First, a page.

A Dog's Amazingly Large Vocabulary | Science News for Students

Support Strong Science

Be a champion now for the

next generation of science leaders.

A Dog's Amazingly Large Vocabulary

A border collie named Rico recognizes a surprisingly large number of words.

Be careful what you say around your dog. It might understand more than you think.

A border collie named Rico recognizes the names of about 200 objects, say researchers in Germany. The dog also appears to learn words for new objects as easily as a 3-year-old child would. Its word-learning skill is as good as that of a parrot or chimpanzee.

A border collie named Rico knows the meaning of a surprisingly large number of words.

A border collie named Rico knows the meaning of a surprisingly large number of words.

S. Baus

In one experiment, the researchers took all 200 items that Rico is supposed to know and divided them randomly into 20 sets of 10 objects each. The dog waited with one of his owners in one room, while an experimenter put a set of 10 objects into another room. Then, the owner told the dog to fetch one of the items. The dog had to go to the other room and bring the object back.

In four trials, Rico got 37 out of 40 commands right. Because the dog couldn't see anyone to get visual clues about what to bring back, the scientists concluded that he must understand the meanings of certain words.

In another experiment, the scientists took one toy that Rico had never seen before and put it in a room with seven toys whose names he already knew. The dog's owner then told him to fetch the object, using a word Rico had never heard.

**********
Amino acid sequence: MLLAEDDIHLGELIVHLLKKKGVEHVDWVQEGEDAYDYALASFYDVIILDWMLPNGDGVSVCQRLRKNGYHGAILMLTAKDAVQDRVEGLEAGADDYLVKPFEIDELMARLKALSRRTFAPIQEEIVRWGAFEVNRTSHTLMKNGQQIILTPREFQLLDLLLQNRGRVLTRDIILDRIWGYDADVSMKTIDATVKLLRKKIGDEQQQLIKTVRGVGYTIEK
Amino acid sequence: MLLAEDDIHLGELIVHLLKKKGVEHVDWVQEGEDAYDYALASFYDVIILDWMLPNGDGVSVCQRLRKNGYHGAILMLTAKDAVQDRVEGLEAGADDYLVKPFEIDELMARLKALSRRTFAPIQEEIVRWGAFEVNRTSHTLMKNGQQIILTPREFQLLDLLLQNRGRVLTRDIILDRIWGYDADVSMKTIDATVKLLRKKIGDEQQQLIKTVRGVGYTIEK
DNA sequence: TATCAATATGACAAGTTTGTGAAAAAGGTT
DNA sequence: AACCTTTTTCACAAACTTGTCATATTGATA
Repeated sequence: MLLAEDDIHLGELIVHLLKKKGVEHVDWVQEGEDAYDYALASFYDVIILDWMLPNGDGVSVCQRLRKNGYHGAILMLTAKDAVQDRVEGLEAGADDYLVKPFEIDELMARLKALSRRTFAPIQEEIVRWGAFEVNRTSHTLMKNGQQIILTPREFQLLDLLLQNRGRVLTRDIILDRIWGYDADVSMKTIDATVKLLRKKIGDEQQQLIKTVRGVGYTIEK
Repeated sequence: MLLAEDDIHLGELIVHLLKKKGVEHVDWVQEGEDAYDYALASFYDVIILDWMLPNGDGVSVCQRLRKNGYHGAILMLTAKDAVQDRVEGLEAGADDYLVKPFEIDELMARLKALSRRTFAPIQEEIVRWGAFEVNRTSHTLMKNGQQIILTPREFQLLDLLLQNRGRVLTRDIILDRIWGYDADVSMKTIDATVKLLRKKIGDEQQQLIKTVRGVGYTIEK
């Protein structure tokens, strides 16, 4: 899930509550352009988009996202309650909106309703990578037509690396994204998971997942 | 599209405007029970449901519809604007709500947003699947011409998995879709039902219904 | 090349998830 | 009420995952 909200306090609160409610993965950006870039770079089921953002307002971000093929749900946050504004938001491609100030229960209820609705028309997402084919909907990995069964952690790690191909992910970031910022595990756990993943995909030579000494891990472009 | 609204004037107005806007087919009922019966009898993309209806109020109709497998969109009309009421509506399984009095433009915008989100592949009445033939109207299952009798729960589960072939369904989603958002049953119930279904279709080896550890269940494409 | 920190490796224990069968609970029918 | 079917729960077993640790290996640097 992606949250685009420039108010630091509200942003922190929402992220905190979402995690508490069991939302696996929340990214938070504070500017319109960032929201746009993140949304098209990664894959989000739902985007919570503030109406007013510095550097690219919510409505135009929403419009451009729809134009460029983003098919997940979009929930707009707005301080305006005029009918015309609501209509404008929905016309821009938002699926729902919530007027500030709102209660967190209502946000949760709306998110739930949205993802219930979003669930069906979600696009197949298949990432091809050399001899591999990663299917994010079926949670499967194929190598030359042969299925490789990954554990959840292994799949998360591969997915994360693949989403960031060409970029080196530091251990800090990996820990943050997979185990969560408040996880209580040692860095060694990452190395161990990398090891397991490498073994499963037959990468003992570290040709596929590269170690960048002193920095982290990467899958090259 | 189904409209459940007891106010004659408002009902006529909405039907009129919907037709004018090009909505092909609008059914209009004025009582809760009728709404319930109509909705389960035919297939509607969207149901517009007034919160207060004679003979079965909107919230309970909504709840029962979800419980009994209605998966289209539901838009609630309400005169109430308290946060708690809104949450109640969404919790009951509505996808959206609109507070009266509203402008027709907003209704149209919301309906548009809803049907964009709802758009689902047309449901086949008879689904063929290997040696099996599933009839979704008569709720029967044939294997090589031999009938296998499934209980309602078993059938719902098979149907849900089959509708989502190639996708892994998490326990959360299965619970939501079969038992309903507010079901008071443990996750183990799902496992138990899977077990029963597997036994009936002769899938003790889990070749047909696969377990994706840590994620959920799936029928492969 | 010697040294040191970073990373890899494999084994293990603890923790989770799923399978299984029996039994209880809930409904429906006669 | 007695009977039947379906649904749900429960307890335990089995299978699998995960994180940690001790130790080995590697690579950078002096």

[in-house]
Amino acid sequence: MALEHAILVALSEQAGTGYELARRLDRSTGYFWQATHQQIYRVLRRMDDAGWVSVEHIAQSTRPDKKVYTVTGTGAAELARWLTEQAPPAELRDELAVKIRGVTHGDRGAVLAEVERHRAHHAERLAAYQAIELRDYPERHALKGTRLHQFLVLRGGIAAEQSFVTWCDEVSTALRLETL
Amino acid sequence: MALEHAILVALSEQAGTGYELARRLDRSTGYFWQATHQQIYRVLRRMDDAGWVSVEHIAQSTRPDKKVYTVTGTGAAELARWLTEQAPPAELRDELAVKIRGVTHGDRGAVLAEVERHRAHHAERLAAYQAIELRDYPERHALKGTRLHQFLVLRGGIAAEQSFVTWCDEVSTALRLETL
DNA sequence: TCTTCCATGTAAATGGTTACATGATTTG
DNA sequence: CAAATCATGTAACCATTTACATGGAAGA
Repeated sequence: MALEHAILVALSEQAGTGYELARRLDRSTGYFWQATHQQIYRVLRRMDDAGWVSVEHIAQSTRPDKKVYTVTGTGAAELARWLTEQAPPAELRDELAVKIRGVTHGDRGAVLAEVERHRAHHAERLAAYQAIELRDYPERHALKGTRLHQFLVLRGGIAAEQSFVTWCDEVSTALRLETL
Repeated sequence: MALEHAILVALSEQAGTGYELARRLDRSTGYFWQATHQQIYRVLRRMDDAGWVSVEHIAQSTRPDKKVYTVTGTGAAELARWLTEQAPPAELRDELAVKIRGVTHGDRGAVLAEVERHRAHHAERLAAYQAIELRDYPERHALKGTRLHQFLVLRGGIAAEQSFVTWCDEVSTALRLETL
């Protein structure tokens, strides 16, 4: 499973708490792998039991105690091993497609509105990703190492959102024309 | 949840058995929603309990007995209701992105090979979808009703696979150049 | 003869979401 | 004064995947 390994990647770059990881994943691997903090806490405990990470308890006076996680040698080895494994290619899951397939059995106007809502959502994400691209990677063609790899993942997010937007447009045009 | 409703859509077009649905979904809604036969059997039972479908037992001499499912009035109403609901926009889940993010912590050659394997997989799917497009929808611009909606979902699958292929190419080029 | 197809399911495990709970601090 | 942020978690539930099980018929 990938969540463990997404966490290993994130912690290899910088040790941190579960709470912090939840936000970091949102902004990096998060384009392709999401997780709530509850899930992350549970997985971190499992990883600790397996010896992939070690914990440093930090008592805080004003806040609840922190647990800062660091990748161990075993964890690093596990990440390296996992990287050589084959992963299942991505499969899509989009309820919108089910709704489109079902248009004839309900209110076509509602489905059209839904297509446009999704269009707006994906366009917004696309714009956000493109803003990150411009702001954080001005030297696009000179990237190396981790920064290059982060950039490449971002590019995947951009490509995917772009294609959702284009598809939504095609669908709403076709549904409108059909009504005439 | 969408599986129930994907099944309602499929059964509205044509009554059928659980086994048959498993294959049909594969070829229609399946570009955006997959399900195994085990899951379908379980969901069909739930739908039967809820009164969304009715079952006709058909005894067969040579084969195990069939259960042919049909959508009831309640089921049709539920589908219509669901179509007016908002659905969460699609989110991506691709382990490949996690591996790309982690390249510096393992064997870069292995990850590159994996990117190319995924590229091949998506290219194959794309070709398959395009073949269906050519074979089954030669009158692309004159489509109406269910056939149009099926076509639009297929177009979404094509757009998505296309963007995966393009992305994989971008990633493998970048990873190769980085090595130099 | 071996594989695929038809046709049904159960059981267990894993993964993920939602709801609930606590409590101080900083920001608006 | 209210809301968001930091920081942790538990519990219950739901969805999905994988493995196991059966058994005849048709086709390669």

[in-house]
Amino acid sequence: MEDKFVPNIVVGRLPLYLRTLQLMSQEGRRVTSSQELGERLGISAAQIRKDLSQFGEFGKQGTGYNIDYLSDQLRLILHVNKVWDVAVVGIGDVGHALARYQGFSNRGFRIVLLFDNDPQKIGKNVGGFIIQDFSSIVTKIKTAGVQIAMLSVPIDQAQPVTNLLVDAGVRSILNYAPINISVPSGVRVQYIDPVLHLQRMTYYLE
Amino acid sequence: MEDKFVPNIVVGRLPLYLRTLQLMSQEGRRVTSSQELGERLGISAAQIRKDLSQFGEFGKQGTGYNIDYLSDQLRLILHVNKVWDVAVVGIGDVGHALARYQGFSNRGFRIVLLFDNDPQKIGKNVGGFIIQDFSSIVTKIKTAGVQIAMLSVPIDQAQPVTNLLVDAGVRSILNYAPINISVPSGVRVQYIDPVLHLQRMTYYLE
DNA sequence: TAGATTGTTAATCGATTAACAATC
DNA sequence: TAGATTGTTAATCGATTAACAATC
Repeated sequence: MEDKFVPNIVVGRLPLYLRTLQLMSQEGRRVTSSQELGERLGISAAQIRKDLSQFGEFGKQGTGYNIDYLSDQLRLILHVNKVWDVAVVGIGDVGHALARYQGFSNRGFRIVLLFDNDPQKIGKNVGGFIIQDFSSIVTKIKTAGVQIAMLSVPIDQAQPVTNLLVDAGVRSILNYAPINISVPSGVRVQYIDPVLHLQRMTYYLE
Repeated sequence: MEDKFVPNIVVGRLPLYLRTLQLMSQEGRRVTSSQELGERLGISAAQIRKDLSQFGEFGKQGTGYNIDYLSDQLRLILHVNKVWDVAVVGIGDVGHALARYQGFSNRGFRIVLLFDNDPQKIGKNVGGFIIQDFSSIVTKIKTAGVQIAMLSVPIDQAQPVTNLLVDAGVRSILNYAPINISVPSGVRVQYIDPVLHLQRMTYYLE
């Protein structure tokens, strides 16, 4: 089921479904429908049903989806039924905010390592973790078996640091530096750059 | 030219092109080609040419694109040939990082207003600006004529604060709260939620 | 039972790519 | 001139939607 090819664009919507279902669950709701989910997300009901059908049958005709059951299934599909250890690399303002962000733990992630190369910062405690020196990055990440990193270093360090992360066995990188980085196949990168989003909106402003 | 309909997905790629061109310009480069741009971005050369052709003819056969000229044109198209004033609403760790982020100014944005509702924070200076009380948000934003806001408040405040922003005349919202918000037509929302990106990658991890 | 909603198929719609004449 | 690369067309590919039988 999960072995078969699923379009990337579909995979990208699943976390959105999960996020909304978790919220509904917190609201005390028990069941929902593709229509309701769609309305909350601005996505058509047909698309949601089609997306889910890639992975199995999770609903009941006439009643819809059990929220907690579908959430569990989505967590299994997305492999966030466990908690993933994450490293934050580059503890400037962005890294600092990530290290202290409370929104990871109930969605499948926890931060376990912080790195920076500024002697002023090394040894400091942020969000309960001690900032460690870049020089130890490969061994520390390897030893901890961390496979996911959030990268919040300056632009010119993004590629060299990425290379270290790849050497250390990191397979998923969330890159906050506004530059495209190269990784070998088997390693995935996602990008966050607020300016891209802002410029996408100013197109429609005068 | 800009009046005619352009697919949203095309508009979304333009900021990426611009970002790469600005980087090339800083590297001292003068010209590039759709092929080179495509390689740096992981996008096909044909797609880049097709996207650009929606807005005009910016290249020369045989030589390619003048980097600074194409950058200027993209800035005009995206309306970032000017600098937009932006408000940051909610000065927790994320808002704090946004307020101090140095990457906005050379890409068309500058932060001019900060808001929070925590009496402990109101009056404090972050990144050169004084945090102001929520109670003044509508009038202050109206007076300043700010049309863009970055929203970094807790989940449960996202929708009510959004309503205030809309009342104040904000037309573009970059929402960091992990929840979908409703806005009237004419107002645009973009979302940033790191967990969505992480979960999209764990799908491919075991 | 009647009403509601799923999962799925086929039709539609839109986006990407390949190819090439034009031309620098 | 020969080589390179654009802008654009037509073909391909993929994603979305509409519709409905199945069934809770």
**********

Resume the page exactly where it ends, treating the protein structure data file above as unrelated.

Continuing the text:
In 7 out of 10 trials, Rico picked the right object, suggesting that he figured out the answer by process of elimination. A month later, he remembered half of the new names, which further impressed the researchers.

Rico is probably smarter than the average dog, the scientists say. For one thing, he's a border collie, a breed known for its mental abilities. In addition, the 9-year-old dog has been trained to retrieve toys by their names since he was 9 months old.

It's hard to know if all dogs understand at least some of the words we say. Even if they do, they can't talk back. Still, it wouldn't hurt to sweet-talk your pup every now and then. You might just get a big, wet kiss in return!—E. Sohn

Going Deeper:

Bower, Bruce. 2004. A fetching lexicon: Language clues come from dog's vocabulary. Science News 165(June 12):371-372. Available at http://www.sciencenews.org/articles/20040612/fob2.asp .

Sohn, Emily. 2004. What makes a dog? Science News for Kids (April 28). Available at http://www.sciencenewsforkids.org/articles/20040428/Feature1.asp .

______. 2003. It's a math world for animals. Science News for Kids (Oct. 8). Available at http://www.sciencenewsforkids.org/articles/20031008/Feature1.asp .

______. 2003. Figuring out what makes dogs tick. Science News for Kids (Oct. 1). Available at http://www.sciencenewsforkids.org/articles/20031001/Note3.asp .

From the SSP Newsroom

Science News

Loading...

Science News for Students

Loading...

Eureka! Lab

Loading...